Tuesday, October 13, 2009

Baby Whales Caught in Shark Nets

Article from Goldcoast News

Whale freed from Burleigh shark nets

SHARK nets damaged during this morning's rescue of a humpback whale calf off the Gold Coast will be replaced later this afternoon.

More calls for removal of the shark nets during whale migration season appear to be falling in deaf ears, despite five whales being entangled this season.

This morning's rescue was the fourth in less than three weeks.

The calf was caught in the shark nets about 500m from the Burleigh Mowbray Surf Lifesaving Club.

Rescue teams from Sea World and the Department of Fisheries took about two hours to free the baby, hampered by a distressed mother whale concerned for its baby.

There were are at least two other mature whales near the nets with onlookers reporting up to five whales in the area.

At one stage rescuers had to move their boat away as the frantic parent was thrashing dangerously close to the rescue boat.

They then positioned a larger boat between the whale and the nets in a bid to protect the rescue team as it tried to free the calf.

It is believed the whale calf became trapped about 5.30am. Rescue teams arrived about 7.30am while a crowd of about 100 people watched the rescue from Burleigh Point.

Queensland Shark Control Program Manager Tony Ham said public assistance was needed with reporting suspected entanglements.

"The sooner we know that we have an entanglement, the better chance we have of a successful release," he said.

"Anyone who sees a whale or other marine life entangled in shark control equipment can call the 24-hour hotline on 1800 806 891.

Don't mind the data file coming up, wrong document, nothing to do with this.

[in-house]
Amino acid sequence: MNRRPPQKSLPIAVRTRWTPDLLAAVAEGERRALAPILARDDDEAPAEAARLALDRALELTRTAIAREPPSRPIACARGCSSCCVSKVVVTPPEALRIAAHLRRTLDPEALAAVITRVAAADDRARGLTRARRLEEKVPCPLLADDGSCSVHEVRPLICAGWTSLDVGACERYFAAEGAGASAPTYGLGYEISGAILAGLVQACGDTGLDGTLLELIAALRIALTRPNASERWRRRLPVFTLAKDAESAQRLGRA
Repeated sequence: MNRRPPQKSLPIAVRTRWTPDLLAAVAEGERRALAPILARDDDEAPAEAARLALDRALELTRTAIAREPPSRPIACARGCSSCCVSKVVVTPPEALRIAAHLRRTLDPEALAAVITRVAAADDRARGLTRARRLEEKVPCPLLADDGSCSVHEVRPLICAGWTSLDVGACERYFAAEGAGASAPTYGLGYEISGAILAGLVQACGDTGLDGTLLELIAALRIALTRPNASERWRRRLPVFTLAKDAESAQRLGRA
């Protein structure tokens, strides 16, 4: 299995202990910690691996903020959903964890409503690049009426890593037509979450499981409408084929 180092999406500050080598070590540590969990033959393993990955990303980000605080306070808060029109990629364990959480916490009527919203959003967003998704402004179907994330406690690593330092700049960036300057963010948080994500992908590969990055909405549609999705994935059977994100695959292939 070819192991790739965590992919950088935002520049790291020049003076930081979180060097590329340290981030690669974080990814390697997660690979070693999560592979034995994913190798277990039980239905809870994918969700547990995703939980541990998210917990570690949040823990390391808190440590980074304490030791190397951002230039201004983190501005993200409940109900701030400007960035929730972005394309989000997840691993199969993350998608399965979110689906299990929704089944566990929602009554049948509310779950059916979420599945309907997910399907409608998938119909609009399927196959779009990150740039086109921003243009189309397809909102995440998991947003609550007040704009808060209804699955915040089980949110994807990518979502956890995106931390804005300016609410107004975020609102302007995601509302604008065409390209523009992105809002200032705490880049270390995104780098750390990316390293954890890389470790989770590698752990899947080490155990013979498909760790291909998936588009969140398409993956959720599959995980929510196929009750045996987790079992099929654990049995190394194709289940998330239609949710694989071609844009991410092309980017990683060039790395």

"With a significant increase in the whale population - approximately 12,000 now migrating each season - entanglements are anticipated at this time of year as the population makes its journey back to southern waters," Mr Ham said.

Including today's entanglement, since 2000 28 whales have been caught in shark control equipment in Queensland.

Of these entanglements, 25 whales have been successfully released.

A comment from a reader of the article online:

"What will it take for something to be done about moving the nets? I'll tell you what, a rescuer being drowned trying to conduct a save, or crushed by a frantic mother whale while trying to rescue her calf. It's only a matter of a few weeks, and the nets only 'protect' a fraction of the beach anyway, they're more psychological than physical assurance. Shark numbers are in decline worldwide through over fishing too, so removing the nets during migration times makes sense, and yes, I'm a surfer! "
Glen Crawford

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